$ali: That’s a bit difficult to say. There’s a lot that isn’t decided since we just started. What we do recognize though is that we have a bit of an ambient rock and electronica sound mixed with traditional and post-rock music…
–Nøi plays the koto in a few songs, which is a bit unusual for a band – especially a rock band. Could you tell us why you decided on this instrument and this sound? You talked about it a bit before – how you wanted to do something a bit different from visual kei…
$ali: I made all of the songs, and that’s how he’ll perform it live. But the main factor in the decision was that there weren’t any other bands doing it. Also, there’s the instrument itself. I haven’t seen a band use an electric Taisho koto before. Even though bands using traditional Japanese instruments are becoming popular lately, it’s a little different. I don’t think we’ve drawn a new line or anything, but I thought that it would produce a really new sound if I added it in.
–How well do you play the koto, Nøi?
Nøi: A little…I didn’t play it at all. The first time I touched one was when $ali gave it to me. Since that’s when I started, it’s only been about a month.
–Wow, only a month? How often do you typically practice in a week?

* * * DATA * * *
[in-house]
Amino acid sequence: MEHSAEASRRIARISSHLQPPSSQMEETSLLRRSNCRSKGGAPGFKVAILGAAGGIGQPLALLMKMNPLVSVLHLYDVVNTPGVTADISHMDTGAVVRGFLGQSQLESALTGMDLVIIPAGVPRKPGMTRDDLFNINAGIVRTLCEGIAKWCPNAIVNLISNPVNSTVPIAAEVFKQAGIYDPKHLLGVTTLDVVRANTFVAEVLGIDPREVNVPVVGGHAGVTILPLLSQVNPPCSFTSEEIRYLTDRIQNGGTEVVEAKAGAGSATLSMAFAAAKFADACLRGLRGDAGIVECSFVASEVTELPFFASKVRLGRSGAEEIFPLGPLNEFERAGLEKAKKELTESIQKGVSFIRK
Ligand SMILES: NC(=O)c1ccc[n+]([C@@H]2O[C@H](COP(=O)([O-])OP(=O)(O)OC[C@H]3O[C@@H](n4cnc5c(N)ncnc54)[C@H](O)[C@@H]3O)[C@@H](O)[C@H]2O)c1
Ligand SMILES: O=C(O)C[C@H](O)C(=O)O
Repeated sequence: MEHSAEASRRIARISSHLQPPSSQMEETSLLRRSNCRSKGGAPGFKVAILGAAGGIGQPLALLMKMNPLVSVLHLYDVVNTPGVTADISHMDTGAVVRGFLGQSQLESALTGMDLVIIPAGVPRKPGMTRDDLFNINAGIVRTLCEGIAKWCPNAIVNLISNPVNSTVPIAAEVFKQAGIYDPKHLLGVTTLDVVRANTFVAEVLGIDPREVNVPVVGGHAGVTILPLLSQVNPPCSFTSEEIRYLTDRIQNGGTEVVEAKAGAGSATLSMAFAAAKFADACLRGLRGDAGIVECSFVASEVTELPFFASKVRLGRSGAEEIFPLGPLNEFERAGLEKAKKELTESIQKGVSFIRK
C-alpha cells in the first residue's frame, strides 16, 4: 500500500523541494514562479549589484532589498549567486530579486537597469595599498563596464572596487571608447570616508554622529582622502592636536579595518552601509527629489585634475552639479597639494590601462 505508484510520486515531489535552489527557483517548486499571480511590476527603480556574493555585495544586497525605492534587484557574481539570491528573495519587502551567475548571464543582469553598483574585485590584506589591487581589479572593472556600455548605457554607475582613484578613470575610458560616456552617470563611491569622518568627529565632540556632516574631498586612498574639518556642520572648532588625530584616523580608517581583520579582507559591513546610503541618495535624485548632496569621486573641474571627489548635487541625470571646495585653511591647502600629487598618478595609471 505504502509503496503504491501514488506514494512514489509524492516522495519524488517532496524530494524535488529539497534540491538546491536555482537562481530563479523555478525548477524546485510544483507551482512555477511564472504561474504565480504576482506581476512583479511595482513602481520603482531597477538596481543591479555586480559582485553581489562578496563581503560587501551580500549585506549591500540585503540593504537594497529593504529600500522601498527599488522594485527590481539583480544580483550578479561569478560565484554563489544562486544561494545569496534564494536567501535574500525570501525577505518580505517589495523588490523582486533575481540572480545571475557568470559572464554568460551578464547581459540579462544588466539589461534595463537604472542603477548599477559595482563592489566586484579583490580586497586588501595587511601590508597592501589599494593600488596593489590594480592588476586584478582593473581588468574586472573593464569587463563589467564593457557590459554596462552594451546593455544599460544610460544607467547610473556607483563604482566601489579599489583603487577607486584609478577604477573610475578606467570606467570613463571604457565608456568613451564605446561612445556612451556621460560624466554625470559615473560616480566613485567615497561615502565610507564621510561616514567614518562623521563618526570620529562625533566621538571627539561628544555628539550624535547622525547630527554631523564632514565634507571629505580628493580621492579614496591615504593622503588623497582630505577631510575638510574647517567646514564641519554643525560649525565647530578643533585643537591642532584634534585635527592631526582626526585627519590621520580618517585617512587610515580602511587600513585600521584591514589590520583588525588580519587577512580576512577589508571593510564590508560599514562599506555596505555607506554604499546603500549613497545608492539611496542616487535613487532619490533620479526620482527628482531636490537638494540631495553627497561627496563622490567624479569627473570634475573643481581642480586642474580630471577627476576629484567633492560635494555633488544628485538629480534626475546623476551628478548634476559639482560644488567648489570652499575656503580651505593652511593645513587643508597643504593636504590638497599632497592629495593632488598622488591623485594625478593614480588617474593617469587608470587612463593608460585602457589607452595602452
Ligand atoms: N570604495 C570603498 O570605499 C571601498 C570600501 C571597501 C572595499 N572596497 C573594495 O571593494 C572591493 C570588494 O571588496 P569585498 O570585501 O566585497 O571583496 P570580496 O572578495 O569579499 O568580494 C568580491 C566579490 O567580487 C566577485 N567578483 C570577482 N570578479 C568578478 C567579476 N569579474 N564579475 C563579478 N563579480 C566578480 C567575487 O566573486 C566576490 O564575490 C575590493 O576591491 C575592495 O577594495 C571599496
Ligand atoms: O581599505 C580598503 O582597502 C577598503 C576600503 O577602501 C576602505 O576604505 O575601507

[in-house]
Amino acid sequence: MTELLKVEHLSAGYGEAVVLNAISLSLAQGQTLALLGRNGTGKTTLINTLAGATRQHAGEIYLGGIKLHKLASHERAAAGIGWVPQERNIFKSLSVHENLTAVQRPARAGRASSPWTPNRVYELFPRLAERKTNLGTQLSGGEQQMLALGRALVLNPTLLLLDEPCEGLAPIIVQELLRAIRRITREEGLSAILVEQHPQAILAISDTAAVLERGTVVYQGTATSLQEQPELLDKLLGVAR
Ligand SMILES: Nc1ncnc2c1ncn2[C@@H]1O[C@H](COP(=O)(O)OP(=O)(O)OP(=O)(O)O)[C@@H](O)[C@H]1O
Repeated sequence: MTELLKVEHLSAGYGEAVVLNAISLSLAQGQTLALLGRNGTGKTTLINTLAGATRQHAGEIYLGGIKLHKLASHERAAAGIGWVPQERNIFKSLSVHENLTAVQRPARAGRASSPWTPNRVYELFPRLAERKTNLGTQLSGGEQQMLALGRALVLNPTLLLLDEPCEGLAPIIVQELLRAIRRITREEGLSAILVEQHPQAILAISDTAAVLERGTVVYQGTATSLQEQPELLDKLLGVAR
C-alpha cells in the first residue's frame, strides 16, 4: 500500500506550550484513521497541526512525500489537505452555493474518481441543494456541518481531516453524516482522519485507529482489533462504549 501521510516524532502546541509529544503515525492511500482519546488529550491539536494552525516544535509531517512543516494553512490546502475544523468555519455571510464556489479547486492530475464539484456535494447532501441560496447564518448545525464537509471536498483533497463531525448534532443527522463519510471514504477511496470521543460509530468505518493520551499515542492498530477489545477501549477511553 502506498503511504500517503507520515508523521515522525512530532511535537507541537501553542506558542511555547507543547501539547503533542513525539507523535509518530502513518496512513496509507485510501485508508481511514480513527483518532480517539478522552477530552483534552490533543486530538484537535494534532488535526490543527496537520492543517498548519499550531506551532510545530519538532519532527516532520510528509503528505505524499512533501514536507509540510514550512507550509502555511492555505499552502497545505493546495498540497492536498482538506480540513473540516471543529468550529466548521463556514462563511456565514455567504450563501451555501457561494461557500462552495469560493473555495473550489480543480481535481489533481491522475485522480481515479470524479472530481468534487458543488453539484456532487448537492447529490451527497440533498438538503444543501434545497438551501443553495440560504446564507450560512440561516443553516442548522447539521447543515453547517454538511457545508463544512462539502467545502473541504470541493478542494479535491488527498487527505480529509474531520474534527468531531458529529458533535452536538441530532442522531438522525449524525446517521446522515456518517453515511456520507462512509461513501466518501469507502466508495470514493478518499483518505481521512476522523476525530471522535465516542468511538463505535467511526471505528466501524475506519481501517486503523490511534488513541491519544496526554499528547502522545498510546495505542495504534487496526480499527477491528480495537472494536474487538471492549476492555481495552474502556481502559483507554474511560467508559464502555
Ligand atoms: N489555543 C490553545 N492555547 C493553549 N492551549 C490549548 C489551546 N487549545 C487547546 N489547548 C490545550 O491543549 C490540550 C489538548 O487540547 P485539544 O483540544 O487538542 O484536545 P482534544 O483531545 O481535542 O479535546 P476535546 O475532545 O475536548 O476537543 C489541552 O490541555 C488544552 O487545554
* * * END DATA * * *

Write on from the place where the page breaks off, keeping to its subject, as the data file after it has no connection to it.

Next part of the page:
Nøi: About one day a week.
–Do you use any other unconventional instruments or sounds in sampling as well?
$ali: It’s not a very avant-garde way of sampling per se, but it is something I try to do. For instance, I’ll take the sound of someone knocking on a door, edit that sound, and then add it into the rhythm. I also use people’s voices…
–Like in “Sky Burial”?
$ali: Yes, like that.
–Where did you get those lines from, by the way?
$ali: I just used a part of a movie where someone was talking. I extracted it from the movie and added it in [to the song]. Also, you know when you’re walking down the street, sometimes you can hear people crying really loudly? I secretly record those things on my iPhone and mix them in.
–Which bands or artists are you influenced by?
$ali: Well, if you’re talking about in Japan, then it’s definitely DIR EN GREY. As for foreign music, I’m influenced by a lot. To give a few names, there’s Efterklang, Múm, This mortal coil… And there’s also Keith Kenniff – he’s more of a solo composer. Those four artists have really influenced me personally.
Nøi: Avicii, David Guetta, Nicky Romero. I mainly listen to European DJs.
–Moving on to the mini-album: you just released your first mini-album “VIDYA.” Could you tell us the meaning of the title?
$ali: This is a bit of a repeat from before, but in Japanese, it’s called koumyou. It’s a Buddhist word that means something like “enlightenment.” The album itself is about a person who is facing death. He sees that light and climbs towards the heavens to the next life. This is reflected in the song titles “Sky Burial” and “Chinmoku no Tou.” I chose that title to convey something like facing our own futures.
–Is there any other sort of story or message among the songs?